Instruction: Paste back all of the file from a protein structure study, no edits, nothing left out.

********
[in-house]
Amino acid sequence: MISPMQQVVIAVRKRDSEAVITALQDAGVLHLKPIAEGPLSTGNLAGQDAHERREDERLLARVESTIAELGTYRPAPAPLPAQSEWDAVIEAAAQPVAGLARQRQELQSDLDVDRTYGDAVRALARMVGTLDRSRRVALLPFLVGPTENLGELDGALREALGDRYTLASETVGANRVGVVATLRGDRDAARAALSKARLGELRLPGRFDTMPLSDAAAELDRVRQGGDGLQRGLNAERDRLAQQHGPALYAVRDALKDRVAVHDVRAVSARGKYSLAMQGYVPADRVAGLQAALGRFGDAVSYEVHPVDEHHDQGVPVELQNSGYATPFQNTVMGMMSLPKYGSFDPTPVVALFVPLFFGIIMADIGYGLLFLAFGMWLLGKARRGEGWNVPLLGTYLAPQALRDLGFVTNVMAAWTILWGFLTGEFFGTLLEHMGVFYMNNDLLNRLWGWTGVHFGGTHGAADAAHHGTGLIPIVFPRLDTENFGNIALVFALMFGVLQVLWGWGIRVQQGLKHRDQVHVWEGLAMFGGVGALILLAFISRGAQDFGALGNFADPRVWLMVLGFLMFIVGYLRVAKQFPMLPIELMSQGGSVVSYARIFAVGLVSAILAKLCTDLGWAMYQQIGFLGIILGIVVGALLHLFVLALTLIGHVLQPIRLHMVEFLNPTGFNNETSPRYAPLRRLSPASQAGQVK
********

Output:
[in-house]
Amino acid sequence: MISPMQQVVIAVRKRDSEAVITALQDAGVLHLKPIAEGPLSTGNLAGQDAHERREDERLLARVESTIAELGTYRPAPAPLPAQSEWDAVIEAAAQPVAGLARQRQELQSDLDVDRTYGDAVRALARMVGTLDRSRRVALLPFLVGPTENLGELDGALREALGDRYTLASETVGANRVGVVATLRGDRDAARAALSKARLGELRLPGRFDTMPLSDAAAELDRVRQGGDGLQRGLNAERDRLAQQHGPALYAVRDALKDRVAVHDVRAVSARGKYSLAMQGYVPADRVAGLQAALGRFGDAVSYEVHPVDEHHDQGVPVELQNSGYATPFQNTVMGMMSLPKYGSFDPTPVVALFVPLFFGIIMADIGYGLLFLAFGMWLLGKARRGEGWNVPLLGTYLAPQALRDLGFVTNVMAAWTILWGFLTGEFFGTLLEHMGVFYMNNDLLNRLWGWTGVHFGGTHGAADAAHHGTGLIPIVFPRLDTENFGNIALVFALMFGVLQVLWGWGIRVQQGLKHRDQVHVWEGLAMFGGVGALILLAFISRGAQDFGALGNFADPRVWLMVLGFLMFIVGYLRVAKQFPMLPIELMSQGGSVVSYARIFAVGLVSAILAKLCTDLGWAMYQQIGFLGIILGIVVGALLHLFVLALTLIGHVLQPIRLHMVEFLNPTGFNNETSPRYAPLRRLSPASQAGQVK